General Question

ANef_is_Enuf's avatar

What might cause both shift keys to stop working at the same time?

Asked by ANef_is_Enuf (25187points) March 27th, 2011

i swear im not deliberately ignoring the writing standards, ha.

both of my shift keys have decided to stop working… why would they both stop working at the same time/

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13 Answers

Adirondackwannabe's avatar

Are the other keysworking. Cap lock, etc.

downtide's avatar

Maybe another key, such as Caps Lock, Alt or Ctrl, is stuck in the down position?

asmonet's avatar

It could be dust or something else, surprising that they would stop at once. Usually, if my keys stop working the first thing I do is pop them off and clean under them. Nine times out of ten that solves it.

WasCy's avatar

The first thing to try (even before the cleaning that @asmonet suggests, I would think – but it’s a good idea to do that as well) is to reboot the machine.

When you realize how many things have to work ‘just so’ to make the computer work properly, both mechanically and electronically, as well as software and process control, it’s amazing to me that it works as well as it does as often as it does without excess tweaking and futzing.

So reboot the machine, and while that’s going on tip over the keyboard (if it’s a detached one) and tap it on a desktop or other hard surface to knock out the ‘chunks’ of debris that may have fallen between the keys. But I don’t think it’s a mechanical issue, since both shift keys have failed, and they’re at opposite sides of the keyboard. I suspect a software issue of some kind, which a reboot should reset.

mrentropy's avatar

If it’s USB unplug it, wait for all the beeps and bongs to stop and plug it back in. Or hold down
CTRL-SHIFT-ALT on the left side of the keyboard for a moment.

I use occurrences like this to decide that I need a new keyboard.

ANef_is_Enuf's avatar

I don’t think that I can replace the keyboard on my laptop, can I? (I just got home a little bit ago and haven’t tried any of the other suggestions, yet.)

WasCy's avatar

Laptop keyboards are frequently replaced, and it doesn’t even take long to do. But if you’re not used to disassembling and reassembling your laptop, then it’s best to have it done by someone familiar with the process.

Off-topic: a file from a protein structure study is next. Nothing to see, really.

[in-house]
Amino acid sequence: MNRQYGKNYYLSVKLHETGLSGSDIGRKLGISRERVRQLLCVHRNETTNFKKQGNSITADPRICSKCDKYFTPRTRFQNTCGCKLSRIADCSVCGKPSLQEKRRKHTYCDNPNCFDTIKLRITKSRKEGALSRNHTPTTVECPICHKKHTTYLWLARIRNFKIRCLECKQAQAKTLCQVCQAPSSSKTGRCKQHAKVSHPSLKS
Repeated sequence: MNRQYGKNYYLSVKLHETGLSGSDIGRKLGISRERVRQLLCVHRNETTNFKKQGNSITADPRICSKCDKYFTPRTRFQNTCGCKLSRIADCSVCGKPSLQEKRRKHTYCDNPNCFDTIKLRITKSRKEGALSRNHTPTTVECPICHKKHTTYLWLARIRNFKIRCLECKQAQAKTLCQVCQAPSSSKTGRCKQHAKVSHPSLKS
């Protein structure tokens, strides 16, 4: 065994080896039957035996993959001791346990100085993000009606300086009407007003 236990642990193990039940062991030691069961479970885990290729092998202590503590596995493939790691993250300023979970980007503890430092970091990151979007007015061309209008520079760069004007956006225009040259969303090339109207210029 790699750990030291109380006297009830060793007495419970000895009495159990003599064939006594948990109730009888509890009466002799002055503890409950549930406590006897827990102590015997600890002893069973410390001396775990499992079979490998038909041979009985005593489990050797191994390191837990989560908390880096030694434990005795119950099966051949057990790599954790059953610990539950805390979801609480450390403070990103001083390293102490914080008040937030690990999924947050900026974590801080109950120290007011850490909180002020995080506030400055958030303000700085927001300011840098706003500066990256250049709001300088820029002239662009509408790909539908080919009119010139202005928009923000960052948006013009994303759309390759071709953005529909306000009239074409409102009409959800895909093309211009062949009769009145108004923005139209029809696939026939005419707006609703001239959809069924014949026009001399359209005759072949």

If you have an IT department at work, then someone there probably does this, or can recommend a repair shop that you can have it done while you wait. It’s probably not very expensive, either.

Brian1946's avatar

If your OS isn’t Windows XP, then the following might not exactly apply to your laptop, but here it is:

Start > Control Panel > Printers and Other Hardware > Keyboard > Hardware > Troubleshoot

bobbinhood's avatar

I once had a laptop with a keyboard that decided to spazz out. Troubleshooting and rebooting never did the trick. What finally cured it was turning it off, unplugging it, and removing the battery for a while. It’s my understanding that removing all power from a laptop fixes random glitches relatively often. It might be worth a try.

BrotherSoftTeam's avatar

Hi, from your description, I think maybe you have started the “viscosity”. Please try five quick batter on the shift key to get the “viscosity setting window” then cancel the “viscosity functionary”.
In case both of the shift keys still don’t work, check your keyboard, maybe there is something wrong with it.

ANef_is_Enuf's avatar

that didn’t bring up the window, is there another way to bring up that menu/

mrentropy's avatar

@ANef_is_Enuf Did you try what @bobbinhood suggested?

ANef_is_Enuf's avatar

no, i completely forgot. i will try that today.

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